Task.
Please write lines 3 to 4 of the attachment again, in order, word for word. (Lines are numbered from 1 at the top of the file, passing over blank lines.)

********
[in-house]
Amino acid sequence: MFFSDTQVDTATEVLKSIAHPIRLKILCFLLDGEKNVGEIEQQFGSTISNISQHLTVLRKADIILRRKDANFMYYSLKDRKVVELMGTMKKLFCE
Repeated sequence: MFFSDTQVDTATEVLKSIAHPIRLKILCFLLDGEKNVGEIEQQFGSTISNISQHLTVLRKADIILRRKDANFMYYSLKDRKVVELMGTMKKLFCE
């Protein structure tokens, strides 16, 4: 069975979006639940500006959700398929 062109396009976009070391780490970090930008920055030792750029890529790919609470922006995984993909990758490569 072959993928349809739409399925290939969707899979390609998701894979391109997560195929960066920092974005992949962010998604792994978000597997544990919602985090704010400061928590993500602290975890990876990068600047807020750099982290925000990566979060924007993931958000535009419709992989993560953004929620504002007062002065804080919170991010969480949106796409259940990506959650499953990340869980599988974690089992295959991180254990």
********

Repeated sequence: MFFSDTQVDTATEVLKSIAHPIRLKILCFLLDGEKNVGEIEQQFGSTISNISQHLTVLRKADIILRRKDANFMYYSLKDRKVVELMGTMKKLFCE
């Protein structure tokens, strides 16, 4: 069975979006639940500006959700398929 062109396009976009070391780490970090930008920055030792750029890529790919609470922006995984993909990758490569 072959993928349809739409399925290939969707899979390609998701894979391109997560195929960066920092974005992949962010998604792994978000597997544990919602985090704010400061928590993500602290975890990876990068600047807020750099982290925000990566979060924007993931958000535009419709992989993560953004929620504002007062002065804080919170991010969480949106796409259940990506959650499953990340869980599988974690089992295959991180254990």